Ed Curran: Brexit has left unionists and nationalists more divided than ever
With each passing deadlocked day, Good Friday 1998 looks more and more a distant memory of different times. Then, even Sinn Fein seemed to concur with John Hume's view that a united Ireland was not possible without a united Northern Ireland.
Today we are two separate societies: one living in unionist Northern Ireland, the other in what an increasing number of nationalists call "the north of Ireland".
How people define this place is yet another example of how the deadlock over Brexit has soured and virtually destroyed the aspiration of power-sharing that was at the heart of the Belfast Agreement 21 years ago.
No one in Brussels, London or Dublin appears capable of seeing or at least acknowledging that by adhering to their current positions, they are not protecting the Good Friday deal. Instead, they are actually driving a deep wedge between unionism and nationalism.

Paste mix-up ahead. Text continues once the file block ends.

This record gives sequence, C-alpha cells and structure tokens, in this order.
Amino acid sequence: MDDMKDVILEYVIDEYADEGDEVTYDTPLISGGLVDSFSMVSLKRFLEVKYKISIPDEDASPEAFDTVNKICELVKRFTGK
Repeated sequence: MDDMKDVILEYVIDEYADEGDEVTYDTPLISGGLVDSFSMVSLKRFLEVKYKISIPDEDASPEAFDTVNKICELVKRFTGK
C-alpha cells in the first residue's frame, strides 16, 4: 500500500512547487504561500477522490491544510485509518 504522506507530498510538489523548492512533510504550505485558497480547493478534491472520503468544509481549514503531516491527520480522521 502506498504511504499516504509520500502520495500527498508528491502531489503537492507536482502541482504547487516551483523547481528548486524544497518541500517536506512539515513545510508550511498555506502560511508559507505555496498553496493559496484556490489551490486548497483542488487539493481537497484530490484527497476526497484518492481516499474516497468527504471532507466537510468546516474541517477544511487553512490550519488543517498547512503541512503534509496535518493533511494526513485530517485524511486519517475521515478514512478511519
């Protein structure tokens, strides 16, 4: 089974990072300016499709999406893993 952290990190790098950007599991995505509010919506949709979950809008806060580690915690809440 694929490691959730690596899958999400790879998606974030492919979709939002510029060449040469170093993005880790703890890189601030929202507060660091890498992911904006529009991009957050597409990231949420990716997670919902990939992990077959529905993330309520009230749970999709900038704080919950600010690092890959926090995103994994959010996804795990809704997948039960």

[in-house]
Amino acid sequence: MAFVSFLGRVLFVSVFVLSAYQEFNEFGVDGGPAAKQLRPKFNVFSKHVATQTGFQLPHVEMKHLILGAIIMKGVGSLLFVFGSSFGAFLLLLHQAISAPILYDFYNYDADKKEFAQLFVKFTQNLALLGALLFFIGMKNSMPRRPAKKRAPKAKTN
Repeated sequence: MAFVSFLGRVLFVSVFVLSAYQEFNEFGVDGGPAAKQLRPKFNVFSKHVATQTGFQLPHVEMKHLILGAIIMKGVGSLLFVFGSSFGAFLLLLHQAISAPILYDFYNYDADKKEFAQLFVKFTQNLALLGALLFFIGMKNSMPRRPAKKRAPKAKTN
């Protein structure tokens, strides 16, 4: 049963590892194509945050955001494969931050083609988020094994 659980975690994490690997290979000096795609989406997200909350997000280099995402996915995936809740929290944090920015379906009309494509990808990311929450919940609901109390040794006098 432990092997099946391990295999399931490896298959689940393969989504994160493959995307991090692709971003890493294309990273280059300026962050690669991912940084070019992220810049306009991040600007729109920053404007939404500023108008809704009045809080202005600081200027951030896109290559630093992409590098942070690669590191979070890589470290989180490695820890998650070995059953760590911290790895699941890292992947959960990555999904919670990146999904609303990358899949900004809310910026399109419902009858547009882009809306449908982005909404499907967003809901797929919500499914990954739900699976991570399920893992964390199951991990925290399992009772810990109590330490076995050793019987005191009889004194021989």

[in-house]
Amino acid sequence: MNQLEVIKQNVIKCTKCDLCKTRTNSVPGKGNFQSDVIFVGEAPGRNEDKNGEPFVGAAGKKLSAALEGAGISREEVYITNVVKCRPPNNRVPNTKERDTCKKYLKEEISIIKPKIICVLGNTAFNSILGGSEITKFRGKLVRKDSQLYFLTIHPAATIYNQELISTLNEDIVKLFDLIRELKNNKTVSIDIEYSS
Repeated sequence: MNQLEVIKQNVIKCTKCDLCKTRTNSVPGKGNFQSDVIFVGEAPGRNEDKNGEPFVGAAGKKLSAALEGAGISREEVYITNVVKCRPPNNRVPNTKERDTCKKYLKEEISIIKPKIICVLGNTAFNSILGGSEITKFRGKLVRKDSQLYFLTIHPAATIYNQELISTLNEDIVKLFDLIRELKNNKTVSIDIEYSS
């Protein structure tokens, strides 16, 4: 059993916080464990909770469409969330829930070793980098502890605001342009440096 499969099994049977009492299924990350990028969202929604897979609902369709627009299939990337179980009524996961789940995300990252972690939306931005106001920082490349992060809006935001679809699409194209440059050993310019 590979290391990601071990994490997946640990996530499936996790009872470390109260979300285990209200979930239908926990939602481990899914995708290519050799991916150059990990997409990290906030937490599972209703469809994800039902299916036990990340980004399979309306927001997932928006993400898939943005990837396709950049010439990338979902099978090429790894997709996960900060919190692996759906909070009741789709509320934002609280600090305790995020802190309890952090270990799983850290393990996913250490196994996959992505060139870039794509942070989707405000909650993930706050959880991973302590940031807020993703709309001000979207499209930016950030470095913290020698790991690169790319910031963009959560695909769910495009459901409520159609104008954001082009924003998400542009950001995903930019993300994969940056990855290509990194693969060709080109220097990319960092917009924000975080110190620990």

Ensuring an open border between north and south is supported by everyone. A new border between this island and Great Britain runs counter to the ethos of Good Friday.
Even moderate unionists who supported the Agreement say it breaches the principle of consent agreed by London and Dublin. If the backstop is the only way to ensure an open border on this island, regrettably it is building another damaging mental frontier between unionists and nationalists.
The Brexit referendum and the three years of failure to find a compromise over the backstop have proved a disaster for devolved government in Northern Ireland.
No matter how impressive the portals of Stormont look to outsiders on the tourist buses, it is a hollow shell, increasingly devoid of hope that power-sharing will ever inhabit its vacant, echoing corridors again.
Theresa May can come to Belfast as many times as she likes and tell us she is upholding the Belfast Agreement. Leo Varadkar can come, too, and assert the same message. Michel Barnier and the leaders of Europe can concur.